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Solomon v. Goldberg

New Jersey Superior Court, Appellate Division

December 28, 1950


McGeehan, Jayne and Wm. J. Brennan, Jr. The opinion of the court was delivered by William J. Brennan, Jr., J.A.D.


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Plaintiff's complaint was brought in the Chancery Division and sought an accounting for one-half of the net profits realized by the individual defendants from the sale of lands title to which was in the corporate defendant, their personal holding corporation. Plaintiff obtained a judgment against the individual defendants who have appealed.

Plaintiff and defendant-appellants are next door neighbors in Englewood. Defendant Michael E. Goldberg is in the lumber business. In 1946 Goldberg was in the market for a lumber yard and plaintiff located one in Cresskill and, as a favor to Goldberg and without any understanding he was to be compensated for his services, negotiated its purchase for Goldberg who took title December 20, 1946, in the name of defendant Eleanor Holding Company, the personal holding corporation.

A few months later Goldberg decided to sell the property. Plaintiff testified Goldberg came to him and proposed plaintiff try to find a buyer, "I would like to get my money back." Plaintiff told Goldberg he thought the property was "worth at least three times the price you paid for it," and Goldberg said, "If you feel that way about it, let's go partners;" "You

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don't have to put anything up;" "You go ahead and see what you can get for that property, and everything over and above my costs, we are fifty-fifty." The property was sold largely through plaintiff's efforts and defendants realized a net profit of $6,772.70. It is the alleged breach of the oral agreement to divide this profit which is the subject of plaintiff's action.

Defendants argue the judgment cannot be sustained because the contract is a real estate brokerage agreement and plaintiff can have no action for its breach for the reasons, (1) plaintiff was not a licensed real estate broker authorized to conduct the transaction as required by R.S. 45:15-1 et seq. , and (2) the oral contract was not confirmed by a writing in the manner required by the statute of frauds, R.S. 25:1-9.

Plaintiff admitted at the trial he was not a licensed real estate broker. We agree the contract was a brokerage agreement for breach of which plaintiff as an unlicensed broker can have no recovery and that the judgment must be reversed. We have no occasion, therefore, to consider the question of the contract's enforceability in light of the statute of frauds.

Plaintiff's services were limited to the listing of the property with a number of brokers as available for sale and of conducting negotiations with the ultimate purchaser. The trial court in its opinion filed January 20, 1950, found plaintiff's services were intended to be and were in fact confined to "his efforts in selling the property." Thus plaintiff's services actual and contemplated were only such as are performed by a mere broker within the definition of broker found in R.S. 45:15-3, "* * * a person * * * who for a fee, commission or other valuable consideration, lists for sale, sells * * * or offers or attempts to negotiate a sale * * * of real estate * * * for others." The measure of his compensation upon a profit-sharing basis, as distinct from a percentage commission, does not save the contract from classification as a brokerage agreement. Mendles v. Danish , 74 N.J.L. 333 (Sup. Ct. 1907).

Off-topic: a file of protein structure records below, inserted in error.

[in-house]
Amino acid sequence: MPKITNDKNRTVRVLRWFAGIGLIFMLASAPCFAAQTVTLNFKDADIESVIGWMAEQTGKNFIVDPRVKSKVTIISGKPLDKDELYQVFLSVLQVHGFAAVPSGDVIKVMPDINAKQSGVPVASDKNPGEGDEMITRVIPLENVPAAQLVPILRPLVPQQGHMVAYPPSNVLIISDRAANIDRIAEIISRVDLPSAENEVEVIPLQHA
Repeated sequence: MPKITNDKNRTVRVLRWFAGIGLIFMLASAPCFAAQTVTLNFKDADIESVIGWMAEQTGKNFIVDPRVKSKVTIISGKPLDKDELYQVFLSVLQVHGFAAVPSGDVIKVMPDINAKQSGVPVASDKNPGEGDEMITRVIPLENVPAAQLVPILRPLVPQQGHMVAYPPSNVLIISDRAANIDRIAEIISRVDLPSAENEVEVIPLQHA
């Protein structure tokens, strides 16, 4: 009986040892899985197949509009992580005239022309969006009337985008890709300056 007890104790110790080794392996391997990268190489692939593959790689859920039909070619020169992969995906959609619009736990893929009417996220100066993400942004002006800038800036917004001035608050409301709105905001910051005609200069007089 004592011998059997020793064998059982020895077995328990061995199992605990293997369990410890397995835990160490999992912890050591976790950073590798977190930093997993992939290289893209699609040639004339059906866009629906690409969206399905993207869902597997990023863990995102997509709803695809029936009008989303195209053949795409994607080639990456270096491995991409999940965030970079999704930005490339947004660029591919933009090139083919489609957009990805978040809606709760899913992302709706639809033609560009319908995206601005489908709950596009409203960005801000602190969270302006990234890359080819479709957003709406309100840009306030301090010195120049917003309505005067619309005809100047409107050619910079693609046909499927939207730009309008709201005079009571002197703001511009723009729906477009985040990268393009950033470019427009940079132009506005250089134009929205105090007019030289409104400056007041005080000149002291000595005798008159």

Plaintiff maintains R.S. 45:15-4 applies. This section excepts from the licensing provisions "* * * any person,

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firm, partnership, association or corporation who, as a bona fide owner or lessor, shall perform any of the aforesaid acts with reference to property owned by him. * * *." The proofs established the property was owned by defendants through their nominee, the personal holding corporation. Plaintiff had no ownership in the property and manifestly he cannot bring himself within this exception. Annotations , 137 A.L.R. 6, at p. 125; see Gingarelli v. Gingarelli , 124 N.J.L. 299 (Sup. Ct. 1940).

Moreover, plaintiff does not come under the protection of the decisions holding that real estate brokerage licenses are not necessary where services beyond those of a mere broker are to be performed. Agreements requiring services beyond the mere listing for and negotiating of sale of the real estate of another may be actionable when the facts support an inference the one rendering these services is not a mere broker but a promoter; Montgomery v. East Ridgelawn Cemetery , 189 Misc. 99, 68 N.Y.S. 2d 836 (Sup. Ct. 1947); affirmed, 75 N.Y.S. 2d 287 (App. Div. 1946), construing R.S. 45:15-3 of New Jersey statute; or a developer whose services also require him to improve the owner's lands, Ruta v. Werner , 1 N.J. Super. 455 (Ch. 1948); or whose agreement is with another broker in a joint promotion venture to sell lands of a real estate development company. Chew v. Markheim , 125 N.J.L. 595 (Sup. Ct. 1941).